The last visit to Bombay was fruitful – a gift of 2 bottles of home made Gujarati Pickles, of which one was a sweet and sour and spicy date pickle that I enjoyed thoroughly. So, while baking my daily bread, I played and added some of the pickle just before I shaped the loaf. And I loved the occasional piquant bursts of flavour that complimented the complex notes of the naturally leavened bread. Here’s how you can recreate this simple bread:

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Garlic and Walnut Herb Bread


It’s been a while since I’ve been obsessed with bread leavened with wild yeast. The more I read about the benefits of ‘natural’ or ‘sourdough’ bread – the more difficult it gets for me to play with commercial yeast. But, once in a while, I succumb to the convenience of a quick bake (under 4 hours) compared to a minimum of 9 – 10 hours required for the gentler sourdough bread. Having eaten a lot of the naturally leavened bread, I find the bread made with commercial yeast tasting flat – almost tasteless. And that seemed like a perfect opportunity to make some flavoured bread. So, here’s an experiment in aromatics and texture. Garlic, oregano, basil, milk and coconut oil combined to create an aroma that was sweet! And the chunks of walnut buried in the crumb added a nice crunch to the otherwise pillowy soft texture contributed by the milk in the dough. Here goes:

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Cypriot Herbed Olive Bread


I’ve always pre-heated the Dutch Oven (DO) for 45 minutes before transferring the dough into it and when I saw a recipe that didn’t ask for pre-heating the DO, my curiosity got the better of me. Moreover, with ingredients like EVO oil, black olives, fresh coriander, fresh mint and fresh spring onion leaves, this seemed like a delicious, savoury bread with contrasting flavours. And my curiosity was well rewarded – everyone @ home loved this bread and this recipe gets added to my list of ever-expanding favourites. The bread has a thin, crackling crisp crust with a gorgeous sheen and an olive and herb studded crumb that’s soft due to the generous amount of EVO oil. Here you go:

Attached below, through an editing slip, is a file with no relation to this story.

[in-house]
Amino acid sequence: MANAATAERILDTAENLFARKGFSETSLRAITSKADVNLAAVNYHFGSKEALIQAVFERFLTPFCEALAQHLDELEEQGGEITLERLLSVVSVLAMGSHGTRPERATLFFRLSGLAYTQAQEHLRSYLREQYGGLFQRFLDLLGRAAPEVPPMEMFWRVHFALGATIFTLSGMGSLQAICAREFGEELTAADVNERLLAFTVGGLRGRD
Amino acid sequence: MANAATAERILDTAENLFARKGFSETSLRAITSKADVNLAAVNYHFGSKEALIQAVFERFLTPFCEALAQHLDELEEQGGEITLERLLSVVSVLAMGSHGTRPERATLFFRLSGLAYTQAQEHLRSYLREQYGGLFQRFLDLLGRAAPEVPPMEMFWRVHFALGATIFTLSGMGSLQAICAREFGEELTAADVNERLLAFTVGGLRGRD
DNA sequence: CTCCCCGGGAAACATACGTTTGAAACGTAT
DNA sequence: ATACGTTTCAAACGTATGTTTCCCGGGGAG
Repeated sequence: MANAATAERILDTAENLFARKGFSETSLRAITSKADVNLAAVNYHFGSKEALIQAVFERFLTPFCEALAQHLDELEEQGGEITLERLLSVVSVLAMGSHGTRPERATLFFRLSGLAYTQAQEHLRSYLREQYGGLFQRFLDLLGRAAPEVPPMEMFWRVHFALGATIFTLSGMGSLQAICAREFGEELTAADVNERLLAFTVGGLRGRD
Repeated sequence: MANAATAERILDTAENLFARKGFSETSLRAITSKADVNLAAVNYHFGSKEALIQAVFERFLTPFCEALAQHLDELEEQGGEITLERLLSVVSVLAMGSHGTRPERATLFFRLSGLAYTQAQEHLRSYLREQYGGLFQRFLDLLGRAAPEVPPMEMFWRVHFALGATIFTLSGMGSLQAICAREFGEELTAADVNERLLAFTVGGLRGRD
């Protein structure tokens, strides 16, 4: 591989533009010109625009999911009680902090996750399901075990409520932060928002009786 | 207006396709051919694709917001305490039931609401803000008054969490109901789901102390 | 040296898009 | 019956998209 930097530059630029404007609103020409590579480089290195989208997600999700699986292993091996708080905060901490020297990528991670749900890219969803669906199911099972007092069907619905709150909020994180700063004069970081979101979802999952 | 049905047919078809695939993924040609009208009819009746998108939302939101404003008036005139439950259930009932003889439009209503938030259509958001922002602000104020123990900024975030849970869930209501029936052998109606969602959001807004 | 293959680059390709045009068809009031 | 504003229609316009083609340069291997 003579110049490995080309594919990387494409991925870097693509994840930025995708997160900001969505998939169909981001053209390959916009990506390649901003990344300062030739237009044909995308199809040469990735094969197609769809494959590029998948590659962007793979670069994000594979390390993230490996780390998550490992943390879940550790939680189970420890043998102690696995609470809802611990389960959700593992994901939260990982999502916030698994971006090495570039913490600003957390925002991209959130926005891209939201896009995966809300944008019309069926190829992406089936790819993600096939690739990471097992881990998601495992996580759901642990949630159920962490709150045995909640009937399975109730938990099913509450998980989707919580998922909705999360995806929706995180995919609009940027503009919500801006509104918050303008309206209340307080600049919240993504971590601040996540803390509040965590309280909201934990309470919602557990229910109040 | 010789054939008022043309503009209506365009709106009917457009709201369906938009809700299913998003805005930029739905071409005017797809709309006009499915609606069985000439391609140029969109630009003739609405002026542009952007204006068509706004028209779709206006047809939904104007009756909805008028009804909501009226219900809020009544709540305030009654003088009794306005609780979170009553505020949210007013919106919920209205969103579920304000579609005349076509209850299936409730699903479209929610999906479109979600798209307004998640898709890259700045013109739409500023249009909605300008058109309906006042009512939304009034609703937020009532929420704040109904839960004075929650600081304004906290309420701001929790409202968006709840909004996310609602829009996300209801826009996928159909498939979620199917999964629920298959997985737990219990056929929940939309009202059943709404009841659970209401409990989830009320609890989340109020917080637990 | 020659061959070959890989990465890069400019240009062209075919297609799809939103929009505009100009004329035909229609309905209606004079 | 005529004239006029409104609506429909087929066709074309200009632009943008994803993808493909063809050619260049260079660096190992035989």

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Sweet Potato and Toasted Hazelnut Pugliese Bread


I love experimenting and if you’ve seen some of my posts you’d know that by now. And while I’m extra partial to ‘real’ breads, I also love breads that have unusual ingredients like vegetables. I’ve played around with sweet potato bread and I love what the potato does to the texture. So while exploring ratios and ingredients on the web, I came across this recipe on the Fresh Loaf. At 85% hydration, this was a challenge, but then – what the hell! Earlier, while rummaging the fridge, I had discovered some hazelnuts and when I saw the recipe, the dots connected! I concluded that I could toast the hazelnuts and add them to the bread – just for kicks. 🙂 For those of you interested in Bakers math this is 70% APF, 17% Bread flour, 10% WWF, 3% Rye flour, 22% Sweet potato, 85% water, 2.5% salt, 1% Yeast and 8% hazelnuts. This is easily going to be one of my favourites.

Pugiliese Bread, from Puglia in South Italy, has a high hydration dough resulting in large holes in a well structured crumb, and a well-developed, crunchy crust. While it looks like a Ciabatta, it is heavier and is typically made with a higher gluten flour. The Pugliese is typically shaped as a Batard (oval), and slashed with a single cut running lengthwise. I chose to let my Pugliese be a free form loaf without any scoring. Here’s how you can bake one.


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Potato and Saffron Bread


The folks at home are tiring of my insatiable need to make ‘real’ bread – that’s with just flour, yeast, salt and water. It’s not that they don’t enjoy the bread – it’s just that they find it a tad chewy the day after (despite all my valiant attempts to crisp up the crust in the oven or lightly toast it on a pan). I like my bread a bit chewy. I enjoy the flavours that gets extracted from the chewing process and I now understand why cows just spend their days chewing. 🙂 My parents are old and Mom in particular has her grinders removed so it must be real hard on her coping up with all my experiments. So, I felt it was time to switch tracks and get into some enriched breads. And I’ve been meaning to try this recipe for long. Was a sensory delight. The potato gives this bread a moist and springy texture. The saffron adds an aromatic edge and a gorgeous, rich golden hue that’s hard to beat. Here you go –